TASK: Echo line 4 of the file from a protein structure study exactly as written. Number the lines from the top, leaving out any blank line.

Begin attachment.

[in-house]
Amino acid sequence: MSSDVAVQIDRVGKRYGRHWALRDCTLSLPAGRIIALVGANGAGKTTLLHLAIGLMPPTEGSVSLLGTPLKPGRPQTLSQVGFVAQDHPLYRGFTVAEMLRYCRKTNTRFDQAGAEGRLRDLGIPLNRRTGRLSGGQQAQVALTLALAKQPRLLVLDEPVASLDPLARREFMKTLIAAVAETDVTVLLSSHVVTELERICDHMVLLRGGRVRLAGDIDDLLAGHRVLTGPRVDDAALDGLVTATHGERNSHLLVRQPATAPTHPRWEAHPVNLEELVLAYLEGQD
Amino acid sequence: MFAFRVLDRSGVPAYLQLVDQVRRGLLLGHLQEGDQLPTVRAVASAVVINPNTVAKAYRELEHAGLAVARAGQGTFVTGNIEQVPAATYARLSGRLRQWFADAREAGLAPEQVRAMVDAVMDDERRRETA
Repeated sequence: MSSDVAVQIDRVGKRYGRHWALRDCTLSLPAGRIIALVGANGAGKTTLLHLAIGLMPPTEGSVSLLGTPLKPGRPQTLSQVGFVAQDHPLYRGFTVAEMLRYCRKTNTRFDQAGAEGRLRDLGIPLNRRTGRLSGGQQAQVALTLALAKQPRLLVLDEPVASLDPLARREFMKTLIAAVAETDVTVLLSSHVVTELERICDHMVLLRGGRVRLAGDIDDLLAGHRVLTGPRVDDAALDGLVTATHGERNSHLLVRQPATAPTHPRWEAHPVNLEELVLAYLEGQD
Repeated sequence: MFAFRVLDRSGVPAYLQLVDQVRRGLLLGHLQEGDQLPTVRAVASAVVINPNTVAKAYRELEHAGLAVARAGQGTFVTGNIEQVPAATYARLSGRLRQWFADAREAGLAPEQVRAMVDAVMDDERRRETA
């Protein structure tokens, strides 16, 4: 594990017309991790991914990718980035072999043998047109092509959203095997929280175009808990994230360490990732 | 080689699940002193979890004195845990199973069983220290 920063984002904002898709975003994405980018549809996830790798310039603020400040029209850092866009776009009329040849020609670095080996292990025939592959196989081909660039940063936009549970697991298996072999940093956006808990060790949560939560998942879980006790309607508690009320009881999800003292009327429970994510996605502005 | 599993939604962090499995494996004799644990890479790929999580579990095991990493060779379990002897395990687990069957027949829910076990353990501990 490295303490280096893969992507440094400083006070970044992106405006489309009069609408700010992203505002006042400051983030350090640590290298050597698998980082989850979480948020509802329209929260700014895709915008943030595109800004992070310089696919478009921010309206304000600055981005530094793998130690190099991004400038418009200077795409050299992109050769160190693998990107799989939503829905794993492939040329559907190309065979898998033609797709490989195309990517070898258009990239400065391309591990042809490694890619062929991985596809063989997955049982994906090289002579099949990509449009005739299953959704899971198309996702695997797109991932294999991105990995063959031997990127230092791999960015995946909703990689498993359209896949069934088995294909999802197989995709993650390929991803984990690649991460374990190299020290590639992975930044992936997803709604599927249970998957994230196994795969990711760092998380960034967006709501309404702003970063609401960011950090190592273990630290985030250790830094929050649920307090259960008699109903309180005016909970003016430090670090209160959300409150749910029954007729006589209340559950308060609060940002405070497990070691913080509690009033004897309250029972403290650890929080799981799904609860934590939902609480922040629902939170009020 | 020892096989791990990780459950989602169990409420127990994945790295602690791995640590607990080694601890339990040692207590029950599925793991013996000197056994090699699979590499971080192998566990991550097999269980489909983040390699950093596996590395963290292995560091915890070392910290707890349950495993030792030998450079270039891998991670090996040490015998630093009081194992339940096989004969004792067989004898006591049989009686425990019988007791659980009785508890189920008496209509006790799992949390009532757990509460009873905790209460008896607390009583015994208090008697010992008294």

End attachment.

Repeated sequence: MSSDVAVQIDRVGKRYGRHWALRDCTLSLPAGRIIALVGANGAGKTTLLHLAIGLMPPTEGSVSLLGTPLKPGRPQTLSQVGFVAQDHPLYRGFTVAEMLRYCRKTNTRFDQAGAEGRLRDLGIPLNRRTGRLSGGQQAQVALTLALAKQPRLLVLDEPVASLDPLARREFMKTLIAAVAETDVTVLLSSHVVTELERICDHMVLLRGGRVRLAGDIDDLLAGHRVLTGPRVDDAALDGLVTATHGERNSHLLVRQPATAPTHPRWEAHPVNLEELVLAYLEGQD